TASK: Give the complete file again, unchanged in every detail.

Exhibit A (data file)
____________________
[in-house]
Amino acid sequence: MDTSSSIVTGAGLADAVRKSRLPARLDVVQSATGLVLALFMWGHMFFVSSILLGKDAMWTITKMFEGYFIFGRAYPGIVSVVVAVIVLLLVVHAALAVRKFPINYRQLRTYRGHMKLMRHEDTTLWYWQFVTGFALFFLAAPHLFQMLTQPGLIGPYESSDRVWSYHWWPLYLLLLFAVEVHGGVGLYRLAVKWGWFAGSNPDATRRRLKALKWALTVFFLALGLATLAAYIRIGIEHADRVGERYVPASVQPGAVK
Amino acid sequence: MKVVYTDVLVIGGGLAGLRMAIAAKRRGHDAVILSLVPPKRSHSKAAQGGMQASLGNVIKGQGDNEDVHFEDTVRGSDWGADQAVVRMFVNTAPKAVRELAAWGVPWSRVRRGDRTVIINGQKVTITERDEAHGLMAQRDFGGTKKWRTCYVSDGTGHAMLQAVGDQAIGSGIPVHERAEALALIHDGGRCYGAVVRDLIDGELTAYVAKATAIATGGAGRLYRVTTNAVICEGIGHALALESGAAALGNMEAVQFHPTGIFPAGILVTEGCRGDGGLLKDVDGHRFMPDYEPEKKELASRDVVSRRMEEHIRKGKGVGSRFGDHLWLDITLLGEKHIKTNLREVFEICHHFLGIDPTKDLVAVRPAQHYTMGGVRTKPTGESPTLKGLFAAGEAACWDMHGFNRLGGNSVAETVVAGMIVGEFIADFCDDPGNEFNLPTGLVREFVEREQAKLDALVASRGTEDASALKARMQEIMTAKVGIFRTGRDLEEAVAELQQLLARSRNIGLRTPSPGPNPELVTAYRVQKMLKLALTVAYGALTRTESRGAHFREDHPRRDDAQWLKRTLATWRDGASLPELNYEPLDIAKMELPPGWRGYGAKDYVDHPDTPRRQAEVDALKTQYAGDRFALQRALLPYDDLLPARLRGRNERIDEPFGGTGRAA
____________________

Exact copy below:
[in-house]
Amino acid sequence: MDTSSSIVTGAGLADAVRKSRLPARLDVVQSATGLVLALFMWGHMFFVSSILLGKDAMWTITKMFEGYFIFGRAYPGIVSVVVAVIVLLLVVHAALAVRKFPINYRQLRTYRGHMKLMRHEDTTLWYWQFVTGFALFFLAAPHLFQMLTQPGLIGPYESSDRVWSYHWWPLYLLLLFAVEVHGGVGLYRLAVKWGWFAGSNPDATRRRLKALKWALTVFFLALGLATLAAYIRIGIEHADRVGERYVPASVQPGAVK
Amino acid sequence: MKVVYTDVLVIGGGLAGLRMAIAAKRRGHDAVILSLVPPKRSHSKAAQGGMQASLGNVIKGQGDNEDVHFEDTVRGSDWGADQAVVRMFVNTAPKAVRELAAWGVPWSRVRRGDRTVIINGQKVTITERDEAHGLMAQRDFGGTKKWRTCYVSDGTGHAMLQAVGDQAIGSGIPVHERAEALALIHDGGRCYGAVVRDLIDGELTAYVAKATAIATGGAGRLYRVTTNAVICEGIGHALALESGAAALGNMEAVQFHPTGIFPAGILVTEGCRGDGGLLKDVDGHRFMPDYEPEKKELASRDVVSRRMEEHIRKGKGVGSRFGDHLWLDITLLGEKHIKTNLREVFEICHHFLGIDPTKDLVAVRPAQHYTMGGVRTKPTGESPTLKGLFAAGEAACWDMHGFNRLGGNSVAETVVAGMIVGEFIADFCDDPGNEFNLPTGLVREFVEREQAKLDALVASRGTEDASALKARMQEIMTAKVGIFRTGRDLEEAVAELQQLLARSRNIGLRTPSPGPNPELVTAYRVQKMLKLALTVAYGALTRTESRGAHFREDHPRRDDAQWLKRTLATWRDGASLPELNYEPLDIAKMELPPGWRGYGAKDYVDHPDTPRRQAEVDALKTQYAGDRFALQRALLPYDDLLPARLRGRNERIDEPFGGTGRAA